In order theory, a Hasse diagram ( /ˈhæsə/; German: /ˈhasə/) is a type of mathematical diagram used to represent a finite partially ordered set, in the form of a drawing of its transitive reduction. Concretely, for a partially ordered set (S, ≤) one represents each element of S as a vertex in the plane and draws a line segment or curve that goes upward from x to y whenever y covers x (that is, whenever x < y and there is no z such that x < z < y). These curves may cross each other but must not touch any vertices other than their endpoints. Such a diagram, with labeled vertices, uniquely determines its partial order.
Hasse diagrams are named after Helmut Hasse (1898–1979); according to Birkhoff (1948), they are so-called because of the effective use Hasse made of them. However, Hasse was not the first to use these diagrams; they appear, e.g., in Vogt (1895). Although Hasse diagrams were originally devised as a technique for making drawings of partially ordered sets by hand, they have more recently been created automatically using graph drawing techniques.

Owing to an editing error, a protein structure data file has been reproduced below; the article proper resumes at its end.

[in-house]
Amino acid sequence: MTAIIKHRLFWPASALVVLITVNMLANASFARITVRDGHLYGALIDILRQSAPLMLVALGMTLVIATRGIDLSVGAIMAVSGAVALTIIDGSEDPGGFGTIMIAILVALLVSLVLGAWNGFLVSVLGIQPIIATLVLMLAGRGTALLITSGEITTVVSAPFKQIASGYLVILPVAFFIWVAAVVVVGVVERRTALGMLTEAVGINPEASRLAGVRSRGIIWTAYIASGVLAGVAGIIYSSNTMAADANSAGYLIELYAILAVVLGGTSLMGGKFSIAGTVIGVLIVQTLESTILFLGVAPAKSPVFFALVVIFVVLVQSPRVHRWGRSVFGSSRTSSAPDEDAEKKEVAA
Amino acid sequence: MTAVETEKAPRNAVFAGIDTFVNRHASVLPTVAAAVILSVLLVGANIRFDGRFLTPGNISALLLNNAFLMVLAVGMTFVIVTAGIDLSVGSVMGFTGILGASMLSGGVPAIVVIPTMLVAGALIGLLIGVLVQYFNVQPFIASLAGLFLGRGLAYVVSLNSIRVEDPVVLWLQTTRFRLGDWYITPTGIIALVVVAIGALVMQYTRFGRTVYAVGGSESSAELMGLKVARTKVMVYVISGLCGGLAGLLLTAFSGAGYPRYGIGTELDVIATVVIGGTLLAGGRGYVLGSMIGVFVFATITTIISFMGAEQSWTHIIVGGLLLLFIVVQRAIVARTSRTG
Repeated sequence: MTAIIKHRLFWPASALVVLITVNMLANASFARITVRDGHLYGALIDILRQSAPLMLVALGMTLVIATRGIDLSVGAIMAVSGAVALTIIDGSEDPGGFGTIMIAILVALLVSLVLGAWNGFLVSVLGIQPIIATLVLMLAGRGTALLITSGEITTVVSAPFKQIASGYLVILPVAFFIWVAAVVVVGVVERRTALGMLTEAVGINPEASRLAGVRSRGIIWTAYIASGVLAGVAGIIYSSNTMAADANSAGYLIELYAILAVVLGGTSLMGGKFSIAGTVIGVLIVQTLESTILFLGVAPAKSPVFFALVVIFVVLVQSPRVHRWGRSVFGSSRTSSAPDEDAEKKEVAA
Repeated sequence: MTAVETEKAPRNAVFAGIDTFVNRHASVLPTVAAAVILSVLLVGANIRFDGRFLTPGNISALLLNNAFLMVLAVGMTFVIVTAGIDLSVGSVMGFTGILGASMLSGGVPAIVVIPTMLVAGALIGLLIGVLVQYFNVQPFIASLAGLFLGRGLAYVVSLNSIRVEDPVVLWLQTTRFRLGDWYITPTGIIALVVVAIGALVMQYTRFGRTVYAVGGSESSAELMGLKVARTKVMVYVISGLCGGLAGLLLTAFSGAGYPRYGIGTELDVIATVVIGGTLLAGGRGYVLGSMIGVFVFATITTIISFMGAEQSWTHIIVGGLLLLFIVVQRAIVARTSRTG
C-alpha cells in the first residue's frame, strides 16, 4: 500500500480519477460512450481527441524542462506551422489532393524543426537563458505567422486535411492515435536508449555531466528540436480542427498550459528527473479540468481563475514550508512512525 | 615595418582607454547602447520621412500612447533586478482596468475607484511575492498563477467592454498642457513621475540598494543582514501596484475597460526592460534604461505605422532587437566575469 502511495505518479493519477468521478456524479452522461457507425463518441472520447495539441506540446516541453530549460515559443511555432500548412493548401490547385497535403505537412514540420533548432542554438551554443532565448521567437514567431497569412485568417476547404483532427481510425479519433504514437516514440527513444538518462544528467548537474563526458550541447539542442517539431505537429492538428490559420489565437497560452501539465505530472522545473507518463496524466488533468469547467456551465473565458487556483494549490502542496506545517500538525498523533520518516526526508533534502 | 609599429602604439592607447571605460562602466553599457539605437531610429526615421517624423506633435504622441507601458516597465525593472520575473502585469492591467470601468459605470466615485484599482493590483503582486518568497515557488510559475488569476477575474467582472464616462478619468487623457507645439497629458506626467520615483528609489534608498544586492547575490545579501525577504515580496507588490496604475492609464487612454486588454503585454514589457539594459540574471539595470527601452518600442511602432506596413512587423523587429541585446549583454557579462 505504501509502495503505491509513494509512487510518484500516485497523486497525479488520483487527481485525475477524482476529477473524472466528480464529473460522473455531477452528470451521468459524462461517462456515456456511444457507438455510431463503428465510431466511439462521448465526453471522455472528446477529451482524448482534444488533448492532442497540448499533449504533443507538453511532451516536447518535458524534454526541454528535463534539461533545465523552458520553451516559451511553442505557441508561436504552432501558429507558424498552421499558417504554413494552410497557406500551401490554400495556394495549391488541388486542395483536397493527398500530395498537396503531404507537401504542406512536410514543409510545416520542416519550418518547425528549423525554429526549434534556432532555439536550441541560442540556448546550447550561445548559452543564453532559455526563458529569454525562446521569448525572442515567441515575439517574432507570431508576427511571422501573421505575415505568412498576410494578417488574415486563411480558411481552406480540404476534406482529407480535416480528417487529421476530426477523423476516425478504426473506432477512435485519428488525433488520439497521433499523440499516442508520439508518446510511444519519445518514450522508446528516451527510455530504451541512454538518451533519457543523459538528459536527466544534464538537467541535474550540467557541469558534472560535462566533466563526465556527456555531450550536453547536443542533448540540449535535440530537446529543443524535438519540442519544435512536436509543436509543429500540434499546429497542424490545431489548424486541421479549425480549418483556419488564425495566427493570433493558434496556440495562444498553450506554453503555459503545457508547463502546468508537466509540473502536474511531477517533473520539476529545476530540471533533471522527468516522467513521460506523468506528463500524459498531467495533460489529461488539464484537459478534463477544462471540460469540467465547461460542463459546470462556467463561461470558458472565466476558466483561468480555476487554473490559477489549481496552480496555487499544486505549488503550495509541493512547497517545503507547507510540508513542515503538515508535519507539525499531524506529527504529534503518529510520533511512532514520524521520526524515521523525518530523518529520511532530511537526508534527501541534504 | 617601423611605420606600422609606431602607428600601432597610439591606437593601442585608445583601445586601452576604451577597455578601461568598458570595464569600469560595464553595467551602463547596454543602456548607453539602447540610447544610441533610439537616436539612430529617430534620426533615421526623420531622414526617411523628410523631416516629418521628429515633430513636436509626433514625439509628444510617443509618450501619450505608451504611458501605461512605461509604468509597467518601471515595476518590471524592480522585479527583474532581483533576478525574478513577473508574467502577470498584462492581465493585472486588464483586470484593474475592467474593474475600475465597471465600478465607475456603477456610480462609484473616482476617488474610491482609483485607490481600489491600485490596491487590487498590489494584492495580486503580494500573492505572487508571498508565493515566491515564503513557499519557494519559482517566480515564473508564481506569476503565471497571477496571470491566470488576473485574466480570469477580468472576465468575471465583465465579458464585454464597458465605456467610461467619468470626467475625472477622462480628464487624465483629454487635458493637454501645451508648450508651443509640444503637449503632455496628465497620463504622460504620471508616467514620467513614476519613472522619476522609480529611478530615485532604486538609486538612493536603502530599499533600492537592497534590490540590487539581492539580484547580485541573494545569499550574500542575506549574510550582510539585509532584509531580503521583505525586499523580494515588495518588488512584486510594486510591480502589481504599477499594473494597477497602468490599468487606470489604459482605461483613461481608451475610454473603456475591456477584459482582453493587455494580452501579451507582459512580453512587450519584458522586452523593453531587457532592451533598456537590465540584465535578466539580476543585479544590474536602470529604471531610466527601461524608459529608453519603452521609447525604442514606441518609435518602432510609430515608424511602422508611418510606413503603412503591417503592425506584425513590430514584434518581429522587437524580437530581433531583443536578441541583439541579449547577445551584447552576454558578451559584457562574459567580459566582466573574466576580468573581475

Other articles related to "hasse diagram":
... If a partial order can be drawn as a Hasse diagram in which no two edges cross, its covering graph is said to be upward planar ... A number of results on upward planarity and on crossing-free Hasse diagram construction are known If the partial order to be drawn is a lattice, then it can be drawn without crossings if and only ... element, then it may be tested in linear time whether it has a non-crossing Hasse diagram ...
Famous quotes containing the word diagram:
“If a fish is the movement of water embodied, given shape, then cat is a diagram and pattern of subtle air.”
—Doris Lessing (b. 1919)